With L’s realisation that none of her other buddies are napping, she has decided to join their ranks. Gone are the halcyon days of her two hour afternoon naps. Shortly after closing the door to her bedroom I would gather my supplies, sit by the window and paint something like this:

So now the afternoon is filled with activities. Yesterday we created cut paper houses, drawing lions inside. We found our inspiration from Helen Stephens’s book How to Hide a Lion. The activity lasted all of ten minutes but those ten minutes were pretty wonderful.

We also make cookies or watch a movie or find dead mice in the garden. That last one wasn’t planned and I nearly vomitted all down the front of myself when I almost stepped on it. Or, we cheer that atmosphere right up by listening to Paul Simon on a loop.

Each one of these things add up to the goodness of life. And some much needed thankfulness in the heart.

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Your special kind of loneliness and the sacrifice you make.

This might come out like a very long and tiresome rant. I’ll try to reel it in and make some kind of sense and connection to Others Out There. For my two readers, you might have noticed I use this blog as therapy. How astute. You’re right. But it’s free and available whenever I need it.

Loneliness. A bit of a taboo subject as most turn their back on the topic and pretend it isn’t happening. It’s almost like pretending the weather isn’t happening or the gravitational pull that keeps us attached to the earth isn’t happening. It is there, in a dark corner, waiting for its chance to let you know it exists.

It might be as you’re waiting in the queue to pay for your groceries. Or it could be at a wedding/funeral/caleigh where you might feel like you know everyone/no one. It could find you knee deep in a relationship or free as an eagle to fly around as you like. 

Mine finds me in various parent and child activities and usually with coupled up friends. Example today: Soft play. At the best of times, I hate soft play. At the worst of times: I hate soft play. L and I did have many blissful minutes going down the slide but for the most part, I run interference and try to keep L’s head from getting trampled on by boys that are too old and too big to be there. I can’t sit back and let her play with her dad whilst  I enjoy hot drinks with friends, as he’s not there. Instead I abandon hot drink and friends to crawl around the ball pit, hoping to not break an ankle.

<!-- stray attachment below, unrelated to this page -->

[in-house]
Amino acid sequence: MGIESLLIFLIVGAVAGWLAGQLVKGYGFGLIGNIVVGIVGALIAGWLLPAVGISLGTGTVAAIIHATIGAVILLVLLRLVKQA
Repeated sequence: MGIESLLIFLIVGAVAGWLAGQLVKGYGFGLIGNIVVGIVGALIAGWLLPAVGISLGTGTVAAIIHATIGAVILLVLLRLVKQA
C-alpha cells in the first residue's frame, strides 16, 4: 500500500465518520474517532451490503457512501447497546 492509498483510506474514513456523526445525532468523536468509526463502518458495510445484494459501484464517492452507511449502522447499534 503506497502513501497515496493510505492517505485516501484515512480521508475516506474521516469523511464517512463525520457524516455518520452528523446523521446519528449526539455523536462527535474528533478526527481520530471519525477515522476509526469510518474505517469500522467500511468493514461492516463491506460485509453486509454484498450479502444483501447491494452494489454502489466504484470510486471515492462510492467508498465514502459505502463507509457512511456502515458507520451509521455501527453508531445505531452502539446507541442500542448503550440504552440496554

L is lovely and fun but I find these scenarios difficult. It makes it obvious that we are Other and feeling Other is not always a happy place to be in.

Example two: 30 nights that are all the same. Repeat. I’ve been breaking plans as fast as I make them. I do love our routine and I like that I can work my way through books that are engaging, fascinating, thought provoking or are a bit of chick lit frivolity. With that said, I don’t want to do this 365 nights of my life. As anyone solo parenting knows, when 5 pm strikes, that’s you not breathing fresh air until the morning. 

In an attempt to shake things up a bit, I am now trying to plan one or two activities a month to a)get out of my house and b) get out of my head. Easily done, right? Not so much. After texts to friends and unable to pay a sitter, I’m scrapping plans before they are even entered in the calendar. Right now it’s not a problem as I’ve planned a mini holiday for later this month. Looking forward to that is pulling me through endless nights of crap telly. But after that it’s all a blank. And I see that on day 29 Loneliness has scribbled its intent to visit.

So. What are you supposed to do when you know how your special kind of loneliness wants to visit and rummage around in your head a bit? First, for me, it’s knowing the sacrifices I’ve willingly made to be where I am with what I have. It’s also knowing when sacrifice hurts the very nature of your person and to know when to hold on to something you shouldn’t give away.

And when you’re a single parent, sacrificing your entire person to your child is a slippery slope. How do you give her everything without depleting yourself to nothing? How do you carry on with work and earning money (without showing the worry of the lack of) but present yourself fully intact and ready to listen and engage? How can you be both parents and do all the fun creative, active, rough-housing, disciplinary, quiet, loud, cooking, tidying whirlwind of activities that you know she needs? 

You can’t.

You can’t.

You can’t.